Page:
Infants with brachial plexus birth injury who do not recover motor function spontaneously in a timely manner are candidates for brachial plexus reconstruction with nerve autograft. Outcomes of this intervention are incompletely understood. The authors present the long-term outcomes of brachial plexus reconstruction with sural nerve autograft in infants with brachial plexus birth injury.
The authors retrospectively reviewed all infants with brachial plexus birth injury who underwent brachial plexus reconstruction with sural nerve autograft between 1992 and 2014 with a minimum 2-year follow-up. The authors used Active Movement Scale scores to determine the presence and timing of shoulder, elbow, and wrist recovery. They assessed recovery of hand function in infants with global brachial plexus birth injury with the Raimondi scale. The number and type of secondary reconstructive procedures were identified.
Forty-three infants who underwent brachial plexus reconstruction at age 7 ± 2 months old were followed for 7 ± 5 years. Most infants recovered antigravity elbow flexion (91 percent) and shoulder abduction (67 percent), but fewer recovered antigravity shoulder external rotation (19 percent) and wrist extension (37 percent). Mean postoperative times until observed antigravity motor strength (Active Movement Scale score >5) at the shoulder, elbow, and wrist were all greater than 12 months; evidence of initial motor recovery (Active Movement Scale score >2) was observed earlier. The mean Raimondi score in infants with global brachial plexus birth injury was 2.2 (range, 0 to 5) at final follow-up. Thirty-three children underwent 2 ± 1.2 secondary reconstructive procedures.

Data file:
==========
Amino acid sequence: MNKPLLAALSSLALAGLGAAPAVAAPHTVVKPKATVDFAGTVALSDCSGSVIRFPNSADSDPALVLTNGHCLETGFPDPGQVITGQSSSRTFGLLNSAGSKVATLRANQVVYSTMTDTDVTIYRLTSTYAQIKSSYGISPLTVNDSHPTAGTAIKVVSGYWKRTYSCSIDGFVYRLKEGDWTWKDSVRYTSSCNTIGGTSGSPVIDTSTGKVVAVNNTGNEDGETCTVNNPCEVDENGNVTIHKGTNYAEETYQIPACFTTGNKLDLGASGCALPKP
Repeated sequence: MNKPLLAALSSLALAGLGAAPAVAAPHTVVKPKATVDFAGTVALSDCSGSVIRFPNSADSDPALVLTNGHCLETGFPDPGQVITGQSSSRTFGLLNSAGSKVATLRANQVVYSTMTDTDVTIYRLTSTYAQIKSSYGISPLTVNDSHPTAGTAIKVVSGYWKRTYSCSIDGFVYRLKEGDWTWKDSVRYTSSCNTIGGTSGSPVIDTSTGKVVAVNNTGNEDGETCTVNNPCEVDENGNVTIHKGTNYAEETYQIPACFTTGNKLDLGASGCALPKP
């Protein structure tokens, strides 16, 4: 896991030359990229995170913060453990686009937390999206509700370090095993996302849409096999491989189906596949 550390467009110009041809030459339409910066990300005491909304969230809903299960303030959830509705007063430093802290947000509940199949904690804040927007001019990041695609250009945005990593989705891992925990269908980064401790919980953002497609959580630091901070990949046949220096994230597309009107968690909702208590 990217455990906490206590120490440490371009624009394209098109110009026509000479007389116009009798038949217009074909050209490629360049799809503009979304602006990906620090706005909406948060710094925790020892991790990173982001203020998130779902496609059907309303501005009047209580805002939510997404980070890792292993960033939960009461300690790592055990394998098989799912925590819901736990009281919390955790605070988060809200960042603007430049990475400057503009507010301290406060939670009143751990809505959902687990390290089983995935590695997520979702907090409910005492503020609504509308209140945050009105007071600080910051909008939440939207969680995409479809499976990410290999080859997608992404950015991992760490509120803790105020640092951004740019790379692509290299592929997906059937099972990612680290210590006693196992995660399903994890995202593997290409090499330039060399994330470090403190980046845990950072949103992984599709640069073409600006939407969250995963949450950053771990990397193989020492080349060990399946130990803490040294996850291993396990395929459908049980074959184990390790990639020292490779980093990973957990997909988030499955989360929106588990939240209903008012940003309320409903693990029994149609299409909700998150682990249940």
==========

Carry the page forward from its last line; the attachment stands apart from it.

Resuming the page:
Brachial plexus reconstruction with sural nerve autograft reliably results in recovery of shoulder abduction and elbow flexion, but recovery of shoulder external rotation and wrist extension is less predictable, and recovery often takes more than 1 year. Secondary procedures are often performed to optimize function.
Sacramento and Stanford, Calif.; and Boston, Mass.
From Shriners Hospital for Children–Northern California; Harvard Medical School, Boston Children’s Hospital; and the Robert A. Chase Center for Upper Limb Surgery, Stanford University.
Received for publication February 16, 2018; accepted September 25, 2018.
Disclosure:The authors have no financial interest to declare in relation to the content of this article.
M. Claire Manske, M.D., Shriners Hospital for Children–Northern California, 2425 Stockton Boulevard, Sacramento, Calif. 95817, email@example.com